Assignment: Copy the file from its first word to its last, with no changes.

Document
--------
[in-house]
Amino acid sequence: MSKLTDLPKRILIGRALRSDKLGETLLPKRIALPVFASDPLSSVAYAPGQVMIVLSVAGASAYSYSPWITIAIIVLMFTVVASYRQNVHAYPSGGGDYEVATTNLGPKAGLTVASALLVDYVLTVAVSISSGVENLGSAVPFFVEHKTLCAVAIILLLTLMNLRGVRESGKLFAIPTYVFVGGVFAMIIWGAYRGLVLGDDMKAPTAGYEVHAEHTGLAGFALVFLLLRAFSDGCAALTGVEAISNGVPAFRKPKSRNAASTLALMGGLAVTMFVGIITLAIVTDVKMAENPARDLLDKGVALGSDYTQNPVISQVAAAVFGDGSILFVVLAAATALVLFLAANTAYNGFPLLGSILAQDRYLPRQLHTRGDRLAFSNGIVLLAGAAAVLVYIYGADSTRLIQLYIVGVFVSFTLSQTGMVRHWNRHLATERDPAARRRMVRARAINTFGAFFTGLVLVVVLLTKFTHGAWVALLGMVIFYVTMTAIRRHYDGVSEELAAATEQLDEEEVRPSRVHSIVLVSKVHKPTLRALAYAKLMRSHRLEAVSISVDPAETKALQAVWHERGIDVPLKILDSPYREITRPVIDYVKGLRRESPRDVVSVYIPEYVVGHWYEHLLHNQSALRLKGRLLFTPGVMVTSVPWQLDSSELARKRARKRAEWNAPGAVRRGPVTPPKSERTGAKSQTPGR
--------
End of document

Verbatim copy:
[in-house]
Amino acid sequence: MSKLTDLPKRILIGRALRSDKLGETLLPKRIALPVFASDPLSSVAYAPGQVMIVLSVAGASAYSYSPWITIAIIVLMFTVVASYRQNVHAYPSGGGDYEVATTNLGPKAGLTVASALLVDYVLTVAVSISSGVENLGSAVPFFVEHKTLCAVAIILLLTLMNLRGVRESGKLFAIPTYVFVGGVFAMIIWGAYRGLVLGDDMKAPTAGYEVHAEHTGLAGFALVFLLLRAFSDGCAALTGVEAISNGVPAFRKPKSRNAASTLALMGGLAVTMFVGIITLAIVTDVKMAENPARDLLDKGVALGSDYTQNPVISQVAAAVFGDGSILFVVLAAATALVLFLAANTAYNGFPLLGSILAQDRYLPRQLHTRGDRLAFSNGIVLLAGAAAVLVYIYGADSTRLIQLYIVGVFVSFTLSQTGMVRHWNRHLATERDPAARRRMVRARAINTFGAFFTGLVLVVVLLTKFTHGAWVALLGMVIFYVTMTAIRRHYDGVSEELAAATEQLDEEEVRPSRVHSIVLVSKVHKPTLRALAYAKLMRSHRLEAVSISVDPAETKALQAVWHERGIDVPLKILDSPYREITRPVIDYVKGLRRESPRDVVSVYIPEYVVGHWYEHLLHNQSALRLKGRLLFTPGVMVTSVPWQLDSSELARKRARKRAEWNAPGAVRRGPVTPPKSERTGAKSQTPGR